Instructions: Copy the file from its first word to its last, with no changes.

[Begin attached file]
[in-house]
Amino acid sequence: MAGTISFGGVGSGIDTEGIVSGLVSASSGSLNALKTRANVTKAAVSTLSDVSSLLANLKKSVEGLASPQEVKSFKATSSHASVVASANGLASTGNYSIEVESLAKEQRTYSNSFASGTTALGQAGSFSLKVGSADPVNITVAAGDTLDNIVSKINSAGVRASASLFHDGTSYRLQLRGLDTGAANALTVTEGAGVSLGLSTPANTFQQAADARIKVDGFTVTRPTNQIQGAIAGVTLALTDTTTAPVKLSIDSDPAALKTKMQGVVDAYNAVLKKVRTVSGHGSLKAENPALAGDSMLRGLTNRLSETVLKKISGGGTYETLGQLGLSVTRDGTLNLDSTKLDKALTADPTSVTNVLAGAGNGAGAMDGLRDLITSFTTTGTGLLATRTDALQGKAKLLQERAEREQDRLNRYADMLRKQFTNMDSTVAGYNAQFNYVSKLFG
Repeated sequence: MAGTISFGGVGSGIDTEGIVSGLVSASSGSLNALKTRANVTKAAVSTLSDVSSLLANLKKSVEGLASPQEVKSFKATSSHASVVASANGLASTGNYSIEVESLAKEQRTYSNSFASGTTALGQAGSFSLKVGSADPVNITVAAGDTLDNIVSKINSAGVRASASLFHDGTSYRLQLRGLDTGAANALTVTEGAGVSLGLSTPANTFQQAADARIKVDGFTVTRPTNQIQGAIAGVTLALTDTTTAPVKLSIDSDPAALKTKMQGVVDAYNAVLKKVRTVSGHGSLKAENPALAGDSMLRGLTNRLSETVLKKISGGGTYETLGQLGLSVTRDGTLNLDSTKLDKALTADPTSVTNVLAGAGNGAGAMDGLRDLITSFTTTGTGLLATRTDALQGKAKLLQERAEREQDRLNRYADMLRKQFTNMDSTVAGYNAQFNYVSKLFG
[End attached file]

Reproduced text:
[in-house]
Amino acid sequence: MAGTISFGGVGSGIDTEGIVSGLVSASSGSLNALKTRANVTKAAVSTLSDVSSLLANLKKSVEGLASPQEVKSFKATSSHASVVASANGLASTGNYSIEVESLAKEQRTYSNSFASGTTALGQAGSFSLKVGSADPVNITVAAGDTLDNIVSKINSAGVRASASLFHDGTSYRLQLRGLDTGAANALTVTEGAGVSLGLSTPANTFQQAADARIKVDGFTVTRPTNQIQGAIAGVTLALTDTTTAPVKLSIDSDPAALKTKMQGVVDAYNAVLKKVRTVSGHGSLKAENPALAGDSMLRGLTNRLSETVLKKISGGGTYETLGQLGLSVTRDGTLNLDSTKLDKALTADPTSVTNVLAGAGNGAGAMDGLRDLITSFTTTGTGLLATRTDALQGKAKLLQERAEREQDRLNRYADMLRKQFTNMDSTVAGYNAQFNYVSKLFG
Repeated sequence: MAGTISFGGVGSGIDTEGIVSGLVSASSGSLNALKTRANVTKAAVSTLSDVSSLLANLKKSVEGLASPQEVKSFKATSSHASVVASANGLASTGNYSIEVESLAKEQRTYSNSFASGTTALGQAGSFSLKVGSADPVNITVAAGDTLDNIVSKINSAGVRASASLFHDGTSYRLQLRGLDTGAANALTVTEGAGVSLGLSTPANTFQQAADARIKVDGFTVTRPTNQIQGAIAGVTLALTDTTTAPVKLSIDSDPAALKTKMQGVVDAYNAVLKKVRTVSGHGSLKAENPALAGDSMLRGLTNRLSETVLKKISGGGTYETLGQLGLSVTRDGTLNLDSTKLDKALTADPTSVTNVLAGAGNGAGAMDGLRDLITSFTTTGTGLLATRTDALQGKAKLLQERAEREQDRLNRYADMLRKQFTNMDSTVAGYNAQFNYVSKLFG